Pinhole ‘LENS’ – Secret of New Photo Miracles (Aug, 1931)
Pinhole ‘LENS’ – Secret of New Photo Miracles
WORKING with a tiny needle and a wafer-thin piece of sheet metal, William A. Wallace, New York photographer, has taken an amazing series of pictures of New York skyscrapers. From street level to topmost floor, he has registered every detail on his film with his camera placed just across the street from these architectural giants. An ordinary camera, similarly placed, would take in only the entrance way and the first two or three floors.
Wallace has arranged a unique variation on the old pinhole camera idea to obtain such remarkable wide-angle pictures. In such a camera the ray of light, reflected from each tiny point in the object photographed, goes through the pinhole in a straight line. These pinpoints of light form an inverted image on the sensitive film.
The pinhole is only thirteen and a half thousandths of an inch in diameter and is cut in shim stock (thin sheet metal) only three thousandths of an inch thick. A number sixteen needle was used to make the hole and then both sides of the metal were rubbed on an oilstone to remove the burr.
Instead of placing the piece of metal containing the tiny hole parallel to the plate, Wallace places it at an angle of thirty-five degrees and about one inch below the upper edge of the plate. The arrangement is shown in the illustration at upper right on this page.
The object of placing the pinhole at an angle and near the top of the plate is to get a more uniform lighting. The lower portion of any tall building is poorly lighted as compared with the top. The lower portion registers on the top of the plate where the pinhole is closer to it and allows more light to get through.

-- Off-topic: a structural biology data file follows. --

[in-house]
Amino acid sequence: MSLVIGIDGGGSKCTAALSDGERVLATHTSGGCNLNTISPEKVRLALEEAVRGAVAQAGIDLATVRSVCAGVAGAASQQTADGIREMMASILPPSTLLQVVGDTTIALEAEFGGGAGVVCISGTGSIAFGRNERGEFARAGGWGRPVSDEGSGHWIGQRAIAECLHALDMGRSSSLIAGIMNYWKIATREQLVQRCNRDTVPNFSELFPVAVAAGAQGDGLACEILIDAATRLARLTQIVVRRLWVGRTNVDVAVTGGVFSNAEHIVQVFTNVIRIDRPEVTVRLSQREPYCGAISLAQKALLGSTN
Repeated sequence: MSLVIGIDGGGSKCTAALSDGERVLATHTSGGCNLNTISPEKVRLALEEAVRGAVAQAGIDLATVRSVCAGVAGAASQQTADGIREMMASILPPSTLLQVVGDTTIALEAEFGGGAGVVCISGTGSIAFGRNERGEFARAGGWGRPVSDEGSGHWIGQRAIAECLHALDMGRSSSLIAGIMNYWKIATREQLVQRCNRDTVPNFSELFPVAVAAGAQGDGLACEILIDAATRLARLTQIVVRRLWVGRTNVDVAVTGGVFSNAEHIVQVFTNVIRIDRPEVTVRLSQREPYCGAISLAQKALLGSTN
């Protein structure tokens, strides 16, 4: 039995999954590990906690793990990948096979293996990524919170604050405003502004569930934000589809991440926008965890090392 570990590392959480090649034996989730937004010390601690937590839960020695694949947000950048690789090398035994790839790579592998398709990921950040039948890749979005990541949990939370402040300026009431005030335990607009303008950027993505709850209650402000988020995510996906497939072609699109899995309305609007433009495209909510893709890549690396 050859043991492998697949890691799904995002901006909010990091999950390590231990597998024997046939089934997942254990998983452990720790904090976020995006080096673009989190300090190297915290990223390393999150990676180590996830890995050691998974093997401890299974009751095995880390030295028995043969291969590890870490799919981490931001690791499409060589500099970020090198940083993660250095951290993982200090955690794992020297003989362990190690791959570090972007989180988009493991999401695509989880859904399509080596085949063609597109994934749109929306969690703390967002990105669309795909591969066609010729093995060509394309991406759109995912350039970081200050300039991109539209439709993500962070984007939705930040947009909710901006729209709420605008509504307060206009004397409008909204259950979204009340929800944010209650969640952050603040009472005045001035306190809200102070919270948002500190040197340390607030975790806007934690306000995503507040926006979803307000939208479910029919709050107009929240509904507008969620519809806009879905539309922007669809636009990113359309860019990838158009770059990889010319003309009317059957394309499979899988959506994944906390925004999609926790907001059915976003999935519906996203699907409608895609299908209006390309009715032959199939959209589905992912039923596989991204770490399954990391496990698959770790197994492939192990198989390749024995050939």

The angular position of the pinhole also helps to make the lighting even. More light goes through a hole at right angles than on a slant.
The theoretical angle that could be taken by a carefully prepared pinhole is, Wallace claims, nearly 155 degrees. It is doubtful, however, if this extreme angle of view could ever be attained in practice owing to the reduced amount of light that would strike the edges of the plate.
The views of the towering building, and what appears to be a close-up of the smaller building at its base, were taken without moving the camera. The first exposure was made with the pinhole; the other picture was taken with a lens that included about the same angle of view taken in by the ordinary hand camera.
The apparent absence of people in the pinhole view is caused by the long exposure necessary. It was found that the proper exposure with the size pinhole specified, using super-speed film, was one and one half minutes.